A week or two later we wanted more of this music and headed for another disco called Bailey’s, also in Hull. There, one Monday evening the dj played an instrumental called ‘Ooh! Pretty Lady’ by Al Kent on Ric Tic records. That was another defining moment which would shape my inquisitiveness into American soul music from the 1960’s.
In addition around 1974 my ears were becoming customised to the Sound of Philadelphia. A slick, fresh and modern sound that utilised strings, vibes and harp all arranged differently to the 1960’s sound of Detroit. A favourite being ‘Got to get you back’ by The Sons of Robin Stone was just one of those records that filled the dance floor back then, so I just had to seek it out and get it. Then it struck me like a bolt of lightning one evening whilst on that dark wooden dance floor analysing a Four Tops record! I had to make a commitment to this music and somehow pay homage to those responsible for making it. Then the journey began to understand more about the construction of melodies and lyrics in songs. At first it was slow. No Internet or publications that would help. It took until 1990 when I purchased an 8 track sequencer and later the ‘Standing in the Shadows of Motown’ bass book by Dr. Licks. There, the bass lines from one of the world’s greatest bass guitar players were all written out which I analysed and step recorded into the synthesizer. On playback I heard Jamerson’s bass lines playing out my speakers all on their own, wow!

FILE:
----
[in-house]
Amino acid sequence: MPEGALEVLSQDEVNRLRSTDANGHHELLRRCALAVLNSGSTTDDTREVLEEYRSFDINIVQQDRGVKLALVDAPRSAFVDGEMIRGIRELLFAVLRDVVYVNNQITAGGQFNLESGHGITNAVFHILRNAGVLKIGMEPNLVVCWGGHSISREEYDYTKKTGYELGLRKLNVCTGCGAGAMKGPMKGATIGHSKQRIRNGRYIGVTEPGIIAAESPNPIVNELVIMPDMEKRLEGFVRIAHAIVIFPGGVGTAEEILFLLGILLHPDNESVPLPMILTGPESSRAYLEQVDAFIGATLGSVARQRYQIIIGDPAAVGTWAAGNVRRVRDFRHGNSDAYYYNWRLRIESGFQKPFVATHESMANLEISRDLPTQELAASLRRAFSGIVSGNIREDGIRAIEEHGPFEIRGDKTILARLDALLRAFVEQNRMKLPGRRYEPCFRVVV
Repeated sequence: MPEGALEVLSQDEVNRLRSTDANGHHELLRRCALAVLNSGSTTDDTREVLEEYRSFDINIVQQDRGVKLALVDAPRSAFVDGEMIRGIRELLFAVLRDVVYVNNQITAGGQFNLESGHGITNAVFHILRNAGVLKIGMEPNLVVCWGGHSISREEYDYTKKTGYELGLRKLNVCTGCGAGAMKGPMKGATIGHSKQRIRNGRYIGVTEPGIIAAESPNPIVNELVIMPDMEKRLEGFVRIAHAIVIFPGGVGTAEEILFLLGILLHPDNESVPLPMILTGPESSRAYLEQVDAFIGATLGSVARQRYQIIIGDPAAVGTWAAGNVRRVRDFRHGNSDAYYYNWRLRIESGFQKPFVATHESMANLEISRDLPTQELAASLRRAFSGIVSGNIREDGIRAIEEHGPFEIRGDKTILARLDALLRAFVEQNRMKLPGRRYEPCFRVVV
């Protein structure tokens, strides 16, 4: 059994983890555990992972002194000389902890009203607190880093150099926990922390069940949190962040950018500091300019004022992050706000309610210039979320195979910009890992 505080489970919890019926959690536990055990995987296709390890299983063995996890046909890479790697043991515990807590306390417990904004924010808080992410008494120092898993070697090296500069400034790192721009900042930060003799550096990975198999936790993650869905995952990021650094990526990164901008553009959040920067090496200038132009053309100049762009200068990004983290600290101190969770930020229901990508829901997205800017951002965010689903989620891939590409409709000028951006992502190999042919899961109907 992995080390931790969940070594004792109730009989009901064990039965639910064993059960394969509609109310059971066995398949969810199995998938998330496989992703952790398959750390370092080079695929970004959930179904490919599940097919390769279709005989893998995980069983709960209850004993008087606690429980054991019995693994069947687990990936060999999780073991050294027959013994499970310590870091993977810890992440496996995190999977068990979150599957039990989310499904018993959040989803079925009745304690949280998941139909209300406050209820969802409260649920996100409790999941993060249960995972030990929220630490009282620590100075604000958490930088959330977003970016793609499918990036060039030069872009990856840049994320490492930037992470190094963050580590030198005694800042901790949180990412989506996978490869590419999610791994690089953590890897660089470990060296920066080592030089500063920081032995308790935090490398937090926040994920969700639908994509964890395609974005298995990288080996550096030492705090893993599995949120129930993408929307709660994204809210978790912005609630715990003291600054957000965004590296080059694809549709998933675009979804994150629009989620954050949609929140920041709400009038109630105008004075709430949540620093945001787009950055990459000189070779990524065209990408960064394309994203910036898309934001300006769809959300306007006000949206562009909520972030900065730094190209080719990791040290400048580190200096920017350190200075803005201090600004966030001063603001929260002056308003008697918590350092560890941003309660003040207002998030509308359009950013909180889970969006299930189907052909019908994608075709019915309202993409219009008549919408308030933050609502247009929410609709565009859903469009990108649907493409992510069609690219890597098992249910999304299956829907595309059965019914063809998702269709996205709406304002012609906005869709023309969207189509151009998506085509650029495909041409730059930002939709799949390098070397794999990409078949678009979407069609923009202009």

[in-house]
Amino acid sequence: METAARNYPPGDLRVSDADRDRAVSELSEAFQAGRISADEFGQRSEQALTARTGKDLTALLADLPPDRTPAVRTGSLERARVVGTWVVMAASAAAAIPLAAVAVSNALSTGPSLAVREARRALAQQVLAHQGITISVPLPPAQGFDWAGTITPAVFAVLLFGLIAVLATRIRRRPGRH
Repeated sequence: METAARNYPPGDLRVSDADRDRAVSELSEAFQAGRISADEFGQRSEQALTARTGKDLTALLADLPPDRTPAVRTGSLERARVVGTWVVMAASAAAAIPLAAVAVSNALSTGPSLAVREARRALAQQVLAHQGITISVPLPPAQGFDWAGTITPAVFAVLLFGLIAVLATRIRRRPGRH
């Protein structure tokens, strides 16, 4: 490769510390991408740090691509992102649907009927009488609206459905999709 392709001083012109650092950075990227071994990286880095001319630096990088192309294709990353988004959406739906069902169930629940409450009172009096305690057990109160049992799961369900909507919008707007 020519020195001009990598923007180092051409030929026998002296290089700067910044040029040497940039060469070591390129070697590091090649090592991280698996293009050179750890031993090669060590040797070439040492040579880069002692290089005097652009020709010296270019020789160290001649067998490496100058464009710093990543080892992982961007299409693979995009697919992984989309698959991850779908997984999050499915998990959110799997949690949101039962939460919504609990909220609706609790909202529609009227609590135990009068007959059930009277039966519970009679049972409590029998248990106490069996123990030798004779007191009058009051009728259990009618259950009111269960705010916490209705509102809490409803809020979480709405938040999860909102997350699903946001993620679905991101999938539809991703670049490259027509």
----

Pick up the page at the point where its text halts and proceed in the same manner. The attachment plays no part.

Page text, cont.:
As the years went on, computers, the Internet and electronics became the tools I used to help me find the musicians and those responsible for the music. It helped me create demo material of the songs I wrote over the years in sequencer style. The frustrations of slow computers not coping with audio recording were prevalent in the late 1990’s. Then around 2000 everything changed. Faster PC’s, broadband and Internet forums helped me meet the likes of Dennis Coffey and Bobby Eli, two members of a web site called soulfuldetroit.com. These individuals were partly responsible for much I was aspiring to musically. They wrote, produced, and played their guitars on hundreds of recordings I danced the night away to in Hull decades earlier. They had become part of my persona, without even knowing. They held the key to much of the music from yesterday and were happy to communicate about it.